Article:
4 common Health Problems in Women

Help and Points taken from https://www.webmd.com. (https://www.webmd.com/dulce-zamora)

There are five medical conditions that are of great concern to women: 

1)Heart Disease 2) Breast Cancer 3)Osteoporosis 4)Depression) b

Lets look at the risk factors for each disease and ask the experts what women could do to prevent such ailments.

In order to make full use of this information, Saralyn Mark, MD, encourages women to take charge of their health. She says women need to work in partnership with their doctors by finding out their family medical history, educating themselves on health issues, and paying attention to their bodies.

Heart Disease

Heart attack symptoms differ in women

Heart Disease is the leading killer of both men and women. In women, the condition is responsible for about 29% of deaths, reports the CDC.

Although more men die of heart disease than women, females tend to be underdiagnosed, often to the point that it’s too late to help them once the condition is discovered.
“The symptoms for women are typical for women, and they are often missed by doctors and the patient themselves,

Some women may have symptoms like Chest Pain, but others may just have a little bit of  Jaw pain, Shoulder pain, Nausea, Vomiting, or shortness of breath.

The risk factors for heart disease are:-

  • Increasing age
  • Heredity (including race). People with family history of the disease have greater risk. So do Asians, Africans, Mexicans, Native Americans
  • Smoking
  • High Blood cholesterol
  • High blood pressure
  • Physical inactivity, Lack of Exercise
  • Obesity and Over wieght
  • Diabetes

Women can reduce their risk of heart disease risk, by modifying lifestyle to include a well-balanced Diet and Exercise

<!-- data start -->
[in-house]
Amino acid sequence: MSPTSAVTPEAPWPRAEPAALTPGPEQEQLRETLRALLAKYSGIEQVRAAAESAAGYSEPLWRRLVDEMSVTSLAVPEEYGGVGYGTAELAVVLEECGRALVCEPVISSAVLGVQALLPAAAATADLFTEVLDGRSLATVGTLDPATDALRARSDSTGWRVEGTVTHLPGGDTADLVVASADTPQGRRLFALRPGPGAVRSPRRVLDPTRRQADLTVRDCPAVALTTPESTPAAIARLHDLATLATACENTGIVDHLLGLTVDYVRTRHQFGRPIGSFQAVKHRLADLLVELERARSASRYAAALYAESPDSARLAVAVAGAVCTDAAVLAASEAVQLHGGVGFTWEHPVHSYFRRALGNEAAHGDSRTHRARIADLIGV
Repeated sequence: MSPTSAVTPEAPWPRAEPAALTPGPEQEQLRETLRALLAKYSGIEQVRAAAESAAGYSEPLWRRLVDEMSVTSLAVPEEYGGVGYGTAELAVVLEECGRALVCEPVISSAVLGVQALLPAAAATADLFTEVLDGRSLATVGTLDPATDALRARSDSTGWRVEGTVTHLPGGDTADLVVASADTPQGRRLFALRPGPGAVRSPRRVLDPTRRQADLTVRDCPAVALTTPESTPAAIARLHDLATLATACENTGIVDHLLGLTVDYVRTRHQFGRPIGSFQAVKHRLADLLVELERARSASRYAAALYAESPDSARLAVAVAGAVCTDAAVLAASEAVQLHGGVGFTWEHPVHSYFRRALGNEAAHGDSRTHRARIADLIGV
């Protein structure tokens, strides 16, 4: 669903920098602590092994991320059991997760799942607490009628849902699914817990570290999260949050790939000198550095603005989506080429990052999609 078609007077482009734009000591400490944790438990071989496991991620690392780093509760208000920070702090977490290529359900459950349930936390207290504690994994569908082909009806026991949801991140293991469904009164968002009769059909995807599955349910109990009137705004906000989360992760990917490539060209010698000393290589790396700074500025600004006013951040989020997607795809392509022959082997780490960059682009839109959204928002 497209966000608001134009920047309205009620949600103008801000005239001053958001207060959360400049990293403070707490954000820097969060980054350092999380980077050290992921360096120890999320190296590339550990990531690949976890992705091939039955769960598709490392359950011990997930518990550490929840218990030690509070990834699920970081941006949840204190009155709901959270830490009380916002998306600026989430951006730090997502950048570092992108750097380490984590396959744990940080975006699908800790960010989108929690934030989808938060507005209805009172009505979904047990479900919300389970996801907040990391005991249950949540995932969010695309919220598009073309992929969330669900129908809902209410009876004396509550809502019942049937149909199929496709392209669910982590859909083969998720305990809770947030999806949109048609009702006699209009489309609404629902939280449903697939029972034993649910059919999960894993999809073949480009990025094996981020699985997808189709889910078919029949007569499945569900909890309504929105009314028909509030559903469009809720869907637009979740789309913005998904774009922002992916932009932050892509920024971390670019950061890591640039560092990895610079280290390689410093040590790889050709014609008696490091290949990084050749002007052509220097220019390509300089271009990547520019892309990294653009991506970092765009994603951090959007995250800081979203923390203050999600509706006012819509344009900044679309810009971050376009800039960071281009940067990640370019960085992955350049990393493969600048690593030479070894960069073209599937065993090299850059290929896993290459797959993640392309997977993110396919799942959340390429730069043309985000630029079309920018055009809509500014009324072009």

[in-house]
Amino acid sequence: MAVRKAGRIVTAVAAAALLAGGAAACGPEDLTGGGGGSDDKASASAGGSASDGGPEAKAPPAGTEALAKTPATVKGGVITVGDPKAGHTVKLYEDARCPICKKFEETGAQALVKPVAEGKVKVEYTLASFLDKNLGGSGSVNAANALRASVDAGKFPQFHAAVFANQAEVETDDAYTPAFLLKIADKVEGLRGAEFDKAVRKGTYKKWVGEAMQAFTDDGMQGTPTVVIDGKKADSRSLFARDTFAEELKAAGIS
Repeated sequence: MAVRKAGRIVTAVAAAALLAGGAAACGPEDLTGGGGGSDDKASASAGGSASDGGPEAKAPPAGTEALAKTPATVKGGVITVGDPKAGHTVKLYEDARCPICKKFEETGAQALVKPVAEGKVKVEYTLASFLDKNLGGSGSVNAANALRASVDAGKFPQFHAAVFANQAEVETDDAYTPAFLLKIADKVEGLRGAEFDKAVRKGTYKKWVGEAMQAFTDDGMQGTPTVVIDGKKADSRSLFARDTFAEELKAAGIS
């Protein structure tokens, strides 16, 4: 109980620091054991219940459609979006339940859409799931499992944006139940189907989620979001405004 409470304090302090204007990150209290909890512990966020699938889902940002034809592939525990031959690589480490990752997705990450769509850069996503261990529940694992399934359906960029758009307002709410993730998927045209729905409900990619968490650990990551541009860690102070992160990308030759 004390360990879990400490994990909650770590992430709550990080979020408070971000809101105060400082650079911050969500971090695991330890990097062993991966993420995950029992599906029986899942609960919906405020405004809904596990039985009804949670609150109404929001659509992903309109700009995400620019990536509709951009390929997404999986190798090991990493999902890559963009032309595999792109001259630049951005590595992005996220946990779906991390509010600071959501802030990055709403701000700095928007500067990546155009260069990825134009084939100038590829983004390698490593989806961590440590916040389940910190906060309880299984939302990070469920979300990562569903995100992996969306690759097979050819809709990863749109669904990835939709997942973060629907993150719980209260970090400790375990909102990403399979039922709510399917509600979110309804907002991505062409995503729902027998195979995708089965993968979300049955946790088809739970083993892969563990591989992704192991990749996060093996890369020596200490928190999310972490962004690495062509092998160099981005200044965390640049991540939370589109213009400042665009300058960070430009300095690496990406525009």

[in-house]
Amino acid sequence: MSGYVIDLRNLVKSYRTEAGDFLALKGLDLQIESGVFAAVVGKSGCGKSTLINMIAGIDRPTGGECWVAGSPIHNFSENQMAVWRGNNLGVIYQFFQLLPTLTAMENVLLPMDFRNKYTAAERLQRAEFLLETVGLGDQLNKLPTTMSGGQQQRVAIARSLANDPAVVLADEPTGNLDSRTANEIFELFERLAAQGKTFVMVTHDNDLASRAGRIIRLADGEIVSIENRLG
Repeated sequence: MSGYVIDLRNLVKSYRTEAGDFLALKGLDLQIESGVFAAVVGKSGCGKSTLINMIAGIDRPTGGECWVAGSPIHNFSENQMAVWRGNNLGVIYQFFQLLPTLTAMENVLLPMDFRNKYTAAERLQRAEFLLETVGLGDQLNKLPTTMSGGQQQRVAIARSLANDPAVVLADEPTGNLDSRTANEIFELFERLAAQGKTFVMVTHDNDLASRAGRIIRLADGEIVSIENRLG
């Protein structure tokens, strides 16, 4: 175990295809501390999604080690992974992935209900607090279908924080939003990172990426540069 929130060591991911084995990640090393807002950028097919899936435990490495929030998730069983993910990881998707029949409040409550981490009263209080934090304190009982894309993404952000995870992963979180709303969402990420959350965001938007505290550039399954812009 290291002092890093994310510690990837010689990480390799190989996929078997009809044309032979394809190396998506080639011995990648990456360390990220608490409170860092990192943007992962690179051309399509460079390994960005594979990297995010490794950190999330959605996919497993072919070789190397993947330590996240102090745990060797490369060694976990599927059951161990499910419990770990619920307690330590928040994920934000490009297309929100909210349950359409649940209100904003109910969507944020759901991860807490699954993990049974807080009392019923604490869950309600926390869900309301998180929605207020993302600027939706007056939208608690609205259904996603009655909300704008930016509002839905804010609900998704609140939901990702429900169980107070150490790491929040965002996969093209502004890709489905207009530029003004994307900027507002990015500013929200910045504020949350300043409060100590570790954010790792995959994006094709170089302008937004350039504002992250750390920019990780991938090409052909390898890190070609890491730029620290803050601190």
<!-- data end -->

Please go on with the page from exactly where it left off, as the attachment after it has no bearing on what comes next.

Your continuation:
Breast Cancer

Breast cancer is the most common cancer in women. It is second to Lung cancer  as the leading cause of death for women

The fear of breast cancer can sometimes be exaggerated, stopping women from going to their doctors for screening.

The American cancer Society lists the following as risk factors for breast cancer.

  • Increasing age
  • Genes. Nearly 5% to 10% of breast  cancer is linked to mutations in certain genes (most commonly, the BRCA1 and BRCA2 genes).
  • Family history of the disease
  • Personal history of the disease
  • Race. White women have a slightly greater risk of getting breast cancer compared with African-American women. Yet African-Americans have a greater chance of dying from this disease.
  • Earlier abnormal breast biopsy
  • Earlier chest radiation
  • Early onset of menstruation..(before age 12) or Menopause after age 55 yrs
  • Not having children
  • Medication use, such as diethylstilbestrol (DES)
  • Too much alcohol
  • Obesity

Osteoporosis

The older women had to accept hunched backs, back pain and frailty used to be thingsbefore doctors knew anything more about Osteoporosis. Now, there are steps women and girls can take to avoid such problems.

Osteoporosis threatens 68% of women, reports the National Osteoporosis  Foundation.

“Osteoporosis is largely preventable. The behaviors that women develop in their childhood, in their adolescence, and in their early adult years really play a significant role in the development of the disease.”

That’s because bodies build up most of bone mass until age 30. Then new bone stops forming and the focus is on maintenance of old bone.

It is never too late to keep bones strong and avoid fractures.